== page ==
He looks less than dignified, alas, just when the script needed as much dignity as it could get and whereas Neve McIntosh really inhabits the make up and adds little physical ticks to breathe life into both Alaya and Restac, Moore doesn't quite seem to make the prosthetics work for him, almost afraid to work his facial muscles to bring life to the role, looking a little like he's just left the dentist with an anaesthetised face. A shame really because the rest of the episode actually looks rather good. There is an attempt to give a sense of visual scale to the episode with a lovely Gaudi inspired flavour to the production design which for the most part is highly attractive but sadly can't quite stretch to completely disguise the familiarity of Cardiff's Temple Of Peace location shoot. The lighting is particularly good and the brief use of Plantasia in Swansea as a location is effective too.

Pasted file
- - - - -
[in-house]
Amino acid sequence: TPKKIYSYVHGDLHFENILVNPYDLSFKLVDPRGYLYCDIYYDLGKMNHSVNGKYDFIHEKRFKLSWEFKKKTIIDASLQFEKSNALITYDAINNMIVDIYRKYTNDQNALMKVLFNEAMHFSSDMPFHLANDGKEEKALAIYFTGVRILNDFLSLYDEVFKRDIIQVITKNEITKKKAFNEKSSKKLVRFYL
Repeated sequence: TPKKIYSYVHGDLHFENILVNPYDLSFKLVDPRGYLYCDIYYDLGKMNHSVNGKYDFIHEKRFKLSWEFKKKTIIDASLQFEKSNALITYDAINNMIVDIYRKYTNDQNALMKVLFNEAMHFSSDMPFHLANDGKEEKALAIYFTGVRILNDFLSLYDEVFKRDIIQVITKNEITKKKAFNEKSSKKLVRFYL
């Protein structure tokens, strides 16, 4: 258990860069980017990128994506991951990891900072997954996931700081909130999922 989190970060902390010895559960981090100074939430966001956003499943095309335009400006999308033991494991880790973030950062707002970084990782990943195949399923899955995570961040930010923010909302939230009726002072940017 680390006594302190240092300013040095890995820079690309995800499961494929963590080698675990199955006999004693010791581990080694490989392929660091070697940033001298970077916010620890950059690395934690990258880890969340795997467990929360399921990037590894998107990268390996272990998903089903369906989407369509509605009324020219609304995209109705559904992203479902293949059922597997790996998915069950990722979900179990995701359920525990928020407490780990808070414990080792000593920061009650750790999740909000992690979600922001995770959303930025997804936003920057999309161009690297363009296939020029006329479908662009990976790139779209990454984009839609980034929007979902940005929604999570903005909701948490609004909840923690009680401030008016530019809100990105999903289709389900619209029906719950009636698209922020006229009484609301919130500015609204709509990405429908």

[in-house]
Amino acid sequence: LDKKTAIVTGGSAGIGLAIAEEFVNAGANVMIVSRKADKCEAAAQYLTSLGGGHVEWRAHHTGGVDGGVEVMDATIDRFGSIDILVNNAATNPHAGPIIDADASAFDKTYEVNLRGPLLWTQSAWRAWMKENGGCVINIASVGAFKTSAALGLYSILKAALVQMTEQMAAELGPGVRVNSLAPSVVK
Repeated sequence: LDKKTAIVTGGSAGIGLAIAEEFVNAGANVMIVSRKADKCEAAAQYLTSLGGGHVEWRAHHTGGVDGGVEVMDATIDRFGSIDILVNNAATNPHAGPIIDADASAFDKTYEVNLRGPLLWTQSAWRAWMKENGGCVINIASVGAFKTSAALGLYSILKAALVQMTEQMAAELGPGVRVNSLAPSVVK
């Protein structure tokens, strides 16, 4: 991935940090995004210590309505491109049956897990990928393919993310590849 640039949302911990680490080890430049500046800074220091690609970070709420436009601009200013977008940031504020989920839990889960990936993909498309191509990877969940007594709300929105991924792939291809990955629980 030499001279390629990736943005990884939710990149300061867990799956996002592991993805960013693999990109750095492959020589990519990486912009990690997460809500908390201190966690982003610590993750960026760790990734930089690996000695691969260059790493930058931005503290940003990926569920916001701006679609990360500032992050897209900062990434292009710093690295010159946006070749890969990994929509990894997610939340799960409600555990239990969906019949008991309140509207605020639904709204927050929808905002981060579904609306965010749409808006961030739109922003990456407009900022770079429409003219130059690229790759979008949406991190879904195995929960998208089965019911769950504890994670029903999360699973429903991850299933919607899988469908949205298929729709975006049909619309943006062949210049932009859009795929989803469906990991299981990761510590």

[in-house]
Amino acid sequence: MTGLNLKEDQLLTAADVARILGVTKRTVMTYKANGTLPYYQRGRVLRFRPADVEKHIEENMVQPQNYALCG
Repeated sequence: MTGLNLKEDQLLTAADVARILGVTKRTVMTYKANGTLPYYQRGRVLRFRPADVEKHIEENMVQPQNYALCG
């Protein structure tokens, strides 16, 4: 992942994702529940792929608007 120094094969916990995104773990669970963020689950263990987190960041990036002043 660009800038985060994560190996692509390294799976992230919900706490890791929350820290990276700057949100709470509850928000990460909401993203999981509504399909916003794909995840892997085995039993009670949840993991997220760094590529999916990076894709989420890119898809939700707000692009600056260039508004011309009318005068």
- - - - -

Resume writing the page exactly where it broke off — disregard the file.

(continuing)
After all the thumpingly obvious signalling in The Hungry Earth, it was only a matter of time before we got to what I assumed was supposed to be a shocking ending with the death of Rory. Again, the script, direction and acting can't quite decide how this needs to be pitched and the biggest stumbling block is that the emotional edge has been worn off this laboriously signposted conclusion by the equally similar 'death of Rory' scene in Amy's Choice. I am sad that Rory has seemingly been killed off but there really isn't any emotional value in that scene and if, as I also suspect, that Rory will be restored then what exactly was the point in killing him off. Equally, now that Amy has forgotten him completely, then it just makes all the business in Vampires Of Venice and Amy's Choice rather inconsequential and redundant.